Other activity in the area includes local private company Zimlithium investigating the reprocessing of historic tailings dumps and Aim-listed Galileo Resources pursuing exploration on nearby properties.

Also in Zimbabwe, the Sandawana mine is located about 60 km south of the mining town of Zvishavane, in the Mberengwa district. This mine’s history is primarily associated with emeralds. Production began in the 1950s, with mining major Rio Tinto acquiring the mine in 1959 and operating it until 1993, when the Zimbabwean State acquired a significant interest. The mine was then closed in the 2000s.

With the resurgence of interest in lithium, State mining company Kuvimba Mining House took over the mine in 2019, although the mine is now reported to have been transferred to another State-owned entity, the Mutapa Investment Fund. The deposit had been embroiled in litigation and accusations of illegal mining; however, it is reported to have reopened last year.

While Zimbabwe is currently leading the pack, there is some activity in other African countries too, AmaranthCX says.


In the DRC, the Monono deposit is embroiled in controversy. The original Monono-Kitolo pegmatite mine was operated from 1915 until the mid-1980s, producing cassiterite and columbite-tantalite (coltan). A majority interest in the deposit was secured by ASX-listed AVZ Minerals in 2018. This position is disputed by Chinese mining major Zijin Mining.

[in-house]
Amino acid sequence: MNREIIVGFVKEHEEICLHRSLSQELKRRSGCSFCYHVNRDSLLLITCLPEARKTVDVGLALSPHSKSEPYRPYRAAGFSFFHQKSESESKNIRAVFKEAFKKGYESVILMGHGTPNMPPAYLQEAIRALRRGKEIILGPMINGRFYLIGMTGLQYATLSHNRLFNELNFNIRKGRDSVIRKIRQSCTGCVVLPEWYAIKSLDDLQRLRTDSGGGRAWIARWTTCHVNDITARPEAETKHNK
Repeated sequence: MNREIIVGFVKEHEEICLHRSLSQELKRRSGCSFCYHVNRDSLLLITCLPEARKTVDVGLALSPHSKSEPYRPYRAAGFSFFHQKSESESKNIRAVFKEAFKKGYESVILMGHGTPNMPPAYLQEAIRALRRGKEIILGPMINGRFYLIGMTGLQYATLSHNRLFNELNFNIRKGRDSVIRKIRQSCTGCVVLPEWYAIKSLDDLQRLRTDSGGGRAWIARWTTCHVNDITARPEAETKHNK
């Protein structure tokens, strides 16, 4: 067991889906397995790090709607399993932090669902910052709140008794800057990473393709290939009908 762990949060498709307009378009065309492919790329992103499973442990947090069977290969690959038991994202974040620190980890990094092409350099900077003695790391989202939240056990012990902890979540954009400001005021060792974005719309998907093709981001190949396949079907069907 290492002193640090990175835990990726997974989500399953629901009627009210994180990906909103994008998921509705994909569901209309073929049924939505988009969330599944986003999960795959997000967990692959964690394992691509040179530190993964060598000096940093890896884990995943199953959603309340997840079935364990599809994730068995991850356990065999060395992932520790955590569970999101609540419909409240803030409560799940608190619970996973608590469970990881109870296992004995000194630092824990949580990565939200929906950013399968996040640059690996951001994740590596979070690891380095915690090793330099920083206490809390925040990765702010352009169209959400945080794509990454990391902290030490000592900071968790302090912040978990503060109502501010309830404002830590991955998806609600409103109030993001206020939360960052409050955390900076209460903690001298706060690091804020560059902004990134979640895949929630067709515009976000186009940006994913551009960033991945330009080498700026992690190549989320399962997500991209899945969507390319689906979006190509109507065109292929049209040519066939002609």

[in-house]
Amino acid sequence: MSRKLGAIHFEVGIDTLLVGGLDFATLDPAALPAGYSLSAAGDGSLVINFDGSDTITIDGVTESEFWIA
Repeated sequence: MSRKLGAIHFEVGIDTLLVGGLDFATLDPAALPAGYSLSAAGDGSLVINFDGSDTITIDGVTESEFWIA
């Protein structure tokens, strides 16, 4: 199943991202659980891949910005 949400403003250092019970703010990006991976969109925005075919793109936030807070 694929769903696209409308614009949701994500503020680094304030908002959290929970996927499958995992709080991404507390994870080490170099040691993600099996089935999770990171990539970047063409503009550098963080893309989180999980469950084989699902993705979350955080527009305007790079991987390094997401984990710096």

The 54 MW Piana–Mwanga hydroelectric power station, built to service the Monono-Kitolo mine, was shuttered at about the same time as the mine, and should the project be revived then the power station could be brought back into service. Meanwhile, Aim-listed Tantalex Lithium Resources Corporation is looking to exploit the historic Monono tailings resource.


In Namibia, Aim-listed Andrada Mining has revived the historic Uis tin mine in the eponymous pegmatite field. This mine operated from the 1920s until 1990. It predominantly produced cassiterite and coltan. Besides tin, it has now begun producing petalite concentrate as well from a pilot plant.

There has been some controversy around Xinfeng Investment’s Kohero mine, also in the Uis pegmatite field, with questions being asked about its mining licence and its ongoing attempts to export unprocessed ore.

Lepidico is pursuing a $63-million brownfield redevelopment of the Rubicon/Helikon mines within the Karibib pegmatite field 120 km north-west of Windhoek.

Also, China’s Hebei Xinjian Construction is in the process of acquiring the Tantalite Valley Mine in southern Namibia.


In South Africa, there are two small-scale operational spodumene mines.

The first of these is run by London- and A2X-listed listed Marula Mining, which has restarted the historic Blesberg mica mine in the Northern Cape and aims to produce 50 000 t of 6% spodumene ore by December 2026.

Meanwhile, a private party operates a similar small-scale operation at Highbury mine, near Port Shepstone, in KwaZulu-Natal.

Edited by Chanel de Bruyn
Creamer Media Senior Deputy Editor Online